The tornado that destroyed my hometown was born in an otherwise unremarkable atmospheric collision over the American Central Plains. On May 22, 2011, a geostationary satellite 22,300 miles overhead recorded a large collection of cloud lines drifting over southeastern Kansas. At around 2 p.m, one of the cloud lines exploded, like a cartographic-scale dry-ice bomb. Dense white vapors poured from nothing, and over the next five hours the National Oceanic and Atmospheric Administration monitored the growing supercell thunderstorm as it drifted toward a three-letter abbreviation on the map: “JLN.”
Just after 5 p.m., two storm chasers driving toward the western edge of Joplin, Missouri, spotted a translucent set of tendrils reaching down from the storm’s low black thunderhead. Almost as quickly as they formed, the tendrils disappeared. And then things took a turn. A dark blob half a mile wide congealed and dropped from the clouds. As it touched the ground, it filled with sparks from ruptured power lines, like a jar of fireflies. At 5:41, the National Weather Service office in Springfield, Missouri, issued this alert: NUMEROUS REPORTS OF TORNADO ON THE GROUND WEST OF JOPLIN AND POWER FLASHES.
The tornado intensified as it strafed the roofs and treetops of Joplin’s western suburbs. By the time it reached the city limits, where 49,000 people lived, it had evolved into an EF-5, the most destructive type of tornado on the Enhanced Fujita scale. Unlike EF-4s, which are merely “devastating,” EF-5s produce “incredible” damage. An EF-4 is powerful enough to scrape civilization off the planet in a matter of minutes. An EF-5 is more powerful still.
When the storm hit Joplin, the winds inside the funnel were spinning faster than 200 mph—yet the whole column was crawling forward at less than 10 mph, giving it time to wood-chip everything beneath it. The tornado produced a good deal of incredible, EF-5-worthy damage in the office park that surrounded St. John’s Hospital, one of the region’s major medical centers. In 45 seconds, it shifted the nine-story structure four inches off its foundation.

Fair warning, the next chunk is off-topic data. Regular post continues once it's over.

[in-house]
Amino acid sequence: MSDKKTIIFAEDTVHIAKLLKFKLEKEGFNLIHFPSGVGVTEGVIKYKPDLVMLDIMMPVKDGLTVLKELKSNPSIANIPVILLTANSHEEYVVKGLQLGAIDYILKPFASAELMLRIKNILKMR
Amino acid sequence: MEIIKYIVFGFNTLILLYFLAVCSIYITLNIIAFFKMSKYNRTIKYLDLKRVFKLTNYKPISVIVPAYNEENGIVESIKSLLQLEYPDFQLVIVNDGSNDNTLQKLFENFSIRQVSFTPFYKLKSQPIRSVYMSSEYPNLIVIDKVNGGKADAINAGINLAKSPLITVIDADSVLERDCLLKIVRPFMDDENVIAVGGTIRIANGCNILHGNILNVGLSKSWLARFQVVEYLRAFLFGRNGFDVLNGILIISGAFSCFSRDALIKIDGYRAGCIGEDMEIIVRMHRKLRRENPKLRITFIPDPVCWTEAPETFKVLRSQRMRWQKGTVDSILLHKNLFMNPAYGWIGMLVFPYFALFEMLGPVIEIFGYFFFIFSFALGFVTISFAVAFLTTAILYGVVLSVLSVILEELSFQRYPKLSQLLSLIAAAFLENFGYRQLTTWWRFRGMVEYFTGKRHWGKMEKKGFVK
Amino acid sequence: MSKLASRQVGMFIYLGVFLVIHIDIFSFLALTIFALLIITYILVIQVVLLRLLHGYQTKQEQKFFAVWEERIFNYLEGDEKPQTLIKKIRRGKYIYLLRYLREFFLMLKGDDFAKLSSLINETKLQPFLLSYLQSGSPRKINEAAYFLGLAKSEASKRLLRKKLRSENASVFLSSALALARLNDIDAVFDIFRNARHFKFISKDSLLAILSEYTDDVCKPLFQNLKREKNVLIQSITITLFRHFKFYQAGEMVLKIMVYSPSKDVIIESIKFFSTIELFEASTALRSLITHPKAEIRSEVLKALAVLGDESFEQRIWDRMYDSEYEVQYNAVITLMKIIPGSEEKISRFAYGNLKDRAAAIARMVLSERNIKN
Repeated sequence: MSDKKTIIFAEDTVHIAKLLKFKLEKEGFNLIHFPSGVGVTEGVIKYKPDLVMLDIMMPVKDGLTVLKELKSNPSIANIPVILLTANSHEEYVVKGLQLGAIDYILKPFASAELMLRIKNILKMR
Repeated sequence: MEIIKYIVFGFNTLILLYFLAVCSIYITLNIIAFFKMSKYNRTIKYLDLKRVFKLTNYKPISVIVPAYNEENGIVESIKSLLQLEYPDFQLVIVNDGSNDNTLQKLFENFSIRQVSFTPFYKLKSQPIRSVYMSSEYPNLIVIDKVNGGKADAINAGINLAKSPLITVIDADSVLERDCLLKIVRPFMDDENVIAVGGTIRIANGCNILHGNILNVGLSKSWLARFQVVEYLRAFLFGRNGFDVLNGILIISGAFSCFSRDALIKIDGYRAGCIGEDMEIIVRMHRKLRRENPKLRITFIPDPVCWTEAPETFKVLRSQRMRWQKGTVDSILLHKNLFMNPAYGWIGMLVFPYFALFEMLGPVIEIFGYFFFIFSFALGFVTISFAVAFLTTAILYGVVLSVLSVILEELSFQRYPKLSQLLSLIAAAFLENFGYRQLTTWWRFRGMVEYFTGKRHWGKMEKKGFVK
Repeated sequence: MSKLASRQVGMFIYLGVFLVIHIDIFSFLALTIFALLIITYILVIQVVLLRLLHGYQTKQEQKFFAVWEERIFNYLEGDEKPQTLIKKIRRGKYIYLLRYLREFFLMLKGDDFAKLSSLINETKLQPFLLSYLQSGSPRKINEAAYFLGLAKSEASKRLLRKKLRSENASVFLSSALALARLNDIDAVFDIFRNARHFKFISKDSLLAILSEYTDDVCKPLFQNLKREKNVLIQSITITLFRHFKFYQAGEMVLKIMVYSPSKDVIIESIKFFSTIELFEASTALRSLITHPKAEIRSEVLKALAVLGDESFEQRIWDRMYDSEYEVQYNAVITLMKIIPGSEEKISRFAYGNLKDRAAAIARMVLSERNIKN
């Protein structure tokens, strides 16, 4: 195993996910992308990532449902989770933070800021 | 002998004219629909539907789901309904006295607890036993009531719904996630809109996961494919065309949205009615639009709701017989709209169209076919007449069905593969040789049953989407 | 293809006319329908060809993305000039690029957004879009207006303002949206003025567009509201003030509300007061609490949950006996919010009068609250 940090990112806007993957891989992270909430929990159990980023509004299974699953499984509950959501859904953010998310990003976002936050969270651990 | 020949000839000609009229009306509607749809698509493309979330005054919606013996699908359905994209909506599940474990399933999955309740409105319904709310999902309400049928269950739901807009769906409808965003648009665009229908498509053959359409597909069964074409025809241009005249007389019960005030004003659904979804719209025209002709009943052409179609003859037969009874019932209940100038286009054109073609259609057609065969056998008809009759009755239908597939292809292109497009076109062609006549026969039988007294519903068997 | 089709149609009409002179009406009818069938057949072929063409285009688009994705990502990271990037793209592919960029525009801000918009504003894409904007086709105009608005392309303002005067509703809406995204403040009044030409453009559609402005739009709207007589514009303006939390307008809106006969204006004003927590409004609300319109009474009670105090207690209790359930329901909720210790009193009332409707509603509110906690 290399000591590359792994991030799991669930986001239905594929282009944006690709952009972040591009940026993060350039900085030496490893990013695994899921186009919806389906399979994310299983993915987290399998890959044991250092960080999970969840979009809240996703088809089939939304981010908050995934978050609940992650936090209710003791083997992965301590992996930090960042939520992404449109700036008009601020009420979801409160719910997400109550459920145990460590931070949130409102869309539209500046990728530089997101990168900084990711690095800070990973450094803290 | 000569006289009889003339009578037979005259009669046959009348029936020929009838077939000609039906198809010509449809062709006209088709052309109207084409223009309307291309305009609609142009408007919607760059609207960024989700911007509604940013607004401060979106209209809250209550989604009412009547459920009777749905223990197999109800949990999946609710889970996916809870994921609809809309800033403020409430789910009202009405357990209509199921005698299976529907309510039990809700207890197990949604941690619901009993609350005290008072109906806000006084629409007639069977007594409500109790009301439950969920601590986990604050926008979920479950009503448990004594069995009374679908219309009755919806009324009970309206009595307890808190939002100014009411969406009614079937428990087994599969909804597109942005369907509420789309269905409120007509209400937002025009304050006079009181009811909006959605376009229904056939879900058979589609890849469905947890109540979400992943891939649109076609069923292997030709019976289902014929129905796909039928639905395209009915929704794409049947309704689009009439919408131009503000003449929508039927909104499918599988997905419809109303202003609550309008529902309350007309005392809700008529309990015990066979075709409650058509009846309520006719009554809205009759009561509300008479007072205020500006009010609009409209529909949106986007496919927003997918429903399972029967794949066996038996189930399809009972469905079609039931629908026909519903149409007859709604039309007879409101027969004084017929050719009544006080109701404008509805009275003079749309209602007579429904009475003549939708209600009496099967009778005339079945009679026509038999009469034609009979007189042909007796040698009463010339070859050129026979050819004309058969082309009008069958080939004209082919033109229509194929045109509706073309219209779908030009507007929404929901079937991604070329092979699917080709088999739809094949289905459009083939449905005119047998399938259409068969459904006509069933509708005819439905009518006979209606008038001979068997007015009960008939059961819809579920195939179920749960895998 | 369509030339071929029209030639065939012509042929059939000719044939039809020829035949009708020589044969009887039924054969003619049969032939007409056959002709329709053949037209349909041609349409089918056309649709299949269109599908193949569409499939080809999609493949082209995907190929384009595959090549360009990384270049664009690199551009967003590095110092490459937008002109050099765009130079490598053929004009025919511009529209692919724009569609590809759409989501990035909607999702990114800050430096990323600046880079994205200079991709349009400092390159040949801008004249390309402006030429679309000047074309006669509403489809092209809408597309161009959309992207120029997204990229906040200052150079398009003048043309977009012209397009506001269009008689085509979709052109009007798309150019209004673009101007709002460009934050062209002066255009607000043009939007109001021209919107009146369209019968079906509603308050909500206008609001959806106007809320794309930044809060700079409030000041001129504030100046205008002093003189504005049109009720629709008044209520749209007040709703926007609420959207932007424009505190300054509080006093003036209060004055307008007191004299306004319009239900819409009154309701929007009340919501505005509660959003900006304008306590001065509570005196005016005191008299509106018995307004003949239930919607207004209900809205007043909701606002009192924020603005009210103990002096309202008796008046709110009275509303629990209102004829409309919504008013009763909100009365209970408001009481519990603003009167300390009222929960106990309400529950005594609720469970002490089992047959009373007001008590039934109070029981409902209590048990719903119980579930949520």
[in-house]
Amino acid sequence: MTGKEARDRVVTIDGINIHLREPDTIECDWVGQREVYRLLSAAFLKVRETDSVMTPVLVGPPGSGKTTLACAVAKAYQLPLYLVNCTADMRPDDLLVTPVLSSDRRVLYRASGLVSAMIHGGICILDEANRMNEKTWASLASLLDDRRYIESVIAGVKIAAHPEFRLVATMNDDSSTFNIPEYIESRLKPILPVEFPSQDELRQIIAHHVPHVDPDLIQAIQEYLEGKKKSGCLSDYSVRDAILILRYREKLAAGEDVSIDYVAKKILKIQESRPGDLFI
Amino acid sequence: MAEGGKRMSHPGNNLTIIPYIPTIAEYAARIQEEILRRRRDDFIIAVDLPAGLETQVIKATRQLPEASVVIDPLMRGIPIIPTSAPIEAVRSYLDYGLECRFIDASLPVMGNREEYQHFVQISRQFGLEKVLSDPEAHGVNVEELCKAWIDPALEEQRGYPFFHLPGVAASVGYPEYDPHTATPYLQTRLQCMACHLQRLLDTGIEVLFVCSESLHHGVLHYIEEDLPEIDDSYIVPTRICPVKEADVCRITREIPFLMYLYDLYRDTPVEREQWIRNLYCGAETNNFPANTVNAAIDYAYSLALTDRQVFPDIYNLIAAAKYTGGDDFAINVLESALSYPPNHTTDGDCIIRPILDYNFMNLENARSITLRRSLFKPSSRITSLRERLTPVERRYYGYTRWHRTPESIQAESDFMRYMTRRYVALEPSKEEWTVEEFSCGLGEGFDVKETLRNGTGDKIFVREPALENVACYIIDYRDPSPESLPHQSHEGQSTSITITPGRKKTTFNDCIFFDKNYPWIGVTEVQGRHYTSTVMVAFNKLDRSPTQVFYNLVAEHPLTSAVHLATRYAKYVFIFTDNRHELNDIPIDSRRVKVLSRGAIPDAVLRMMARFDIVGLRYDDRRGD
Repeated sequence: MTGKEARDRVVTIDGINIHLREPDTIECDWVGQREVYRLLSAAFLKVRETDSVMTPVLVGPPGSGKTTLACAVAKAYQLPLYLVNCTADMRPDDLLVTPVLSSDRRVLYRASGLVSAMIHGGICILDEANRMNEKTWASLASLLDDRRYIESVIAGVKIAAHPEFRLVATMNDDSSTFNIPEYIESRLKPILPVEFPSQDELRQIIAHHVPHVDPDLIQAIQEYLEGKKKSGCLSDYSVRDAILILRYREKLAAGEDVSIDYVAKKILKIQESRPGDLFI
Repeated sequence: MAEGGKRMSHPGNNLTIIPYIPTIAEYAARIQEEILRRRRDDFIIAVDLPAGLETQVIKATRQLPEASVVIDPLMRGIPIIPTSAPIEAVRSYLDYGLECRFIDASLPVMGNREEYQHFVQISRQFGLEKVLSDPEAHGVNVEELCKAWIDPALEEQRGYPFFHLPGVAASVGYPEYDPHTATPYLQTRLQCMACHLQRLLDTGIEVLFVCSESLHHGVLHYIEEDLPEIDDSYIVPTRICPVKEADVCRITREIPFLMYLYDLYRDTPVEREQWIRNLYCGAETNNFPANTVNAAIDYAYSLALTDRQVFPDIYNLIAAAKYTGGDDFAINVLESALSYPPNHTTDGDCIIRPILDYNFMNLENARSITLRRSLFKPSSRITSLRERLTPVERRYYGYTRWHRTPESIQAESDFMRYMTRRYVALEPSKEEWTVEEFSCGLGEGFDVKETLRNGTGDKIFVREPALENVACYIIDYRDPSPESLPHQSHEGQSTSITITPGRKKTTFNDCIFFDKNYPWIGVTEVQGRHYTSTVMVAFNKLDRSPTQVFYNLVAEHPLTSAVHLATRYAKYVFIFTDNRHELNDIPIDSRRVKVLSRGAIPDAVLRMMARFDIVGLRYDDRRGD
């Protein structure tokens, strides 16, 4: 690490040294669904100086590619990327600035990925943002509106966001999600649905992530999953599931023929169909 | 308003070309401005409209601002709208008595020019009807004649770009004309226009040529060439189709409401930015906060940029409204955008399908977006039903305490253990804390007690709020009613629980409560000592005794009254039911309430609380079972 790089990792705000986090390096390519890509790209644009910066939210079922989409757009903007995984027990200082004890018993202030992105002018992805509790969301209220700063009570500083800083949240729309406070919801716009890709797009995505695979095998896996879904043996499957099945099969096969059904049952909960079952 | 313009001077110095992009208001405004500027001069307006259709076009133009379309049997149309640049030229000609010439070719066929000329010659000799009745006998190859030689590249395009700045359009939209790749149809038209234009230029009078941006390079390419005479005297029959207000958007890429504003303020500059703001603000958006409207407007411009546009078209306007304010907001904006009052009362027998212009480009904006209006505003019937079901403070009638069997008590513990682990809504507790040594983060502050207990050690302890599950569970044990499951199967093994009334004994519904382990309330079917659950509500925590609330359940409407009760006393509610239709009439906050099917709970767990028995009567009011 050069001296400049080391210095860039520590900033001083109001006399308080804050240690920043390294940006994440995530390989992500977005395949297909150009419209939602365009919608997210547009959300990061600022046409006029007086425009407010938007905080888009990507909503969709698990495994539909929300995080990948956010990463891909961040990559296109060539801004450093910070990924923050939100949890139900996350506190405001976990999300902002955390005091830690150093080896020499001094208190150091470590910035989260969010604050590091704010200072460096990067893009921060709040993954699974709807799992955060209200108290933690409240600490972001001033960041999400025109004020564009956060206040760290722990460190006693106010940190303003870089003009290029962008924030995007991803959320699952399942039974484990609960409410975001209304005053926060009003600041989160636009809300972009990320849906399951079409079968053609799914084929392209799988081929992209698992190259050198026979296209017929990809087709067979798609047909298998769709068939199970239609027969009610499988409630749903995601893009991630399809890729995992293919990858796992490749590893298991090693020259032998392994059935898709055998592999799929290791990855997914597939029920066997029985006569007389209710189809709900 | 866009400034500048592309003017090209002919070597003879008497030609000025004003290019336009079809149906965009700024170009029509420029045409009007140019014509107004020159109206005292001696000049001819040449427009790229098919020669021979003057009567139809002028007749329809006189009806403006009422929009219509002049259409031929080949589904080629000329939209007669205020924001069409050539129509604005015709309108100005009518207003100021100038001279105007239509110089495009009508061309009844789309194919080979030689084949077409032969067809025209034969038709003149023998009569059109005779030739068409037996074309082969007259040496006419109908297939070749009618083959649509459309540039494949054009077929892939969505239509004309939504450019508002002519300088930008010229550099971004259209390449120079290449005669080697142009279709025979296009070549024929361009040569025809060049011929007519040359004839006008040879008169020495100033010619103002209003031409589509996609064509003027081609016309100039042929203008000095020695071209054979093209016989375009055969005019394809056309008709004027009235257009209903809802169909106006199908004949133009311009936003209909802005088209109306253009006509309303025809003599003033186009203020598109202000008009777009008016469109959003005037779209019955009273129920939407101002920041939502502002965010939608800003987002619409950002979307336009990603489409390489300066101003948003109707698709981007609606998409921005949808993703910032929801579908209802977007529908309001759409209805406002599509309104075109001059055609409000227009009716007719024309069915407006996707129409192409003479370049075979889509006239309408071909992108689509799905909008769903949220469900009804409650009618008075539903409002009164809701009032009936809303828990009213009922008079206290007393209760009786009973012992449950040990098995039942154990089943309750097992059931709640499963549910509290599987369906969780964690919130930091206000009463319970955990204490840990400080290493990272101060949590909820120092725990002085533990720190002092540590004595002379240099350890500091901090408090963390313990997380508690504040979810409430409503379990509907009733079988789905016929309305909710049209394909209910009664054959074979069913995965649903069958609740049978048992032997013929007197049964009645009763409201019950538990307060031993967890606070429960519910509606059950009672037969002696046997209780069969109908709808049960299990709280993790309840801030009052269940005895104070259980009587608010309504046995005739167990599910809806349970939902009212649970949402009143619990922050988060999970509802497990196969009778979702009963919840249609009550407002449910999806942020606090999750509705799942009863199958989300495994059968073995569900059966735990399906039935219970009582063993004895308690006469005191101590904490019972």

By then, the tornado was three quarters of a mile wide. As it tacked slightly to the north, it flattened a downtrodden swath of old Main Street. After gnawing through half a dozen intervening residential blocks, the tornado hit Joplin High School, a recently refurbished brick complex at the town’s middle-class core. Security cameras intended to monitor lunch-hour skippers now recorded surges of water that rendered the parking lot indistinguishable from a harbor in a hurricane. Inside, chairs and papers swarmed as the walls began to collapse.
Meteorologists watching radar screens at a safe remove now saw a white-pink blob representing the tornado’s swirl of debris swing through the rest of the city like a wrecking ball. But when it reached the open pasture at Joplin’s eastern edge, the tornado—as if it had been fueled by manmade structures and was now depleted—delivered a few dying spasms and vanished.
My wife and I were eating dinner at home in Brooklyn when we heard the news. Her sister called: There had been a tornado, and it sounded bad. Growing up in Joplin means growing up with tornado warnings, so I was certain this was yet another false alarm. Still, we moved to the couch and turned on the Weather Channel. Mike Bettes, one of the network’s on-camera meteorologists, was standing in a field of debris, talking to dazed Joplinites whose homes had just been leveled. At first we thought the crew was filming outside of town, in the country. A couple of houses down? Not so bad for late May in southwest Missouri. Then the camera turned and landed on St. John’s Hospital. Windows blasted out, every surrounding structure demolished, it looked like the backdrop from a high-budget zombie movie. The hospital is in the middle of town. It’s also about half a mile from my dad’s house. On camera, Bettes choked up, turned his head, and broke into tears.That’s when we freaked out.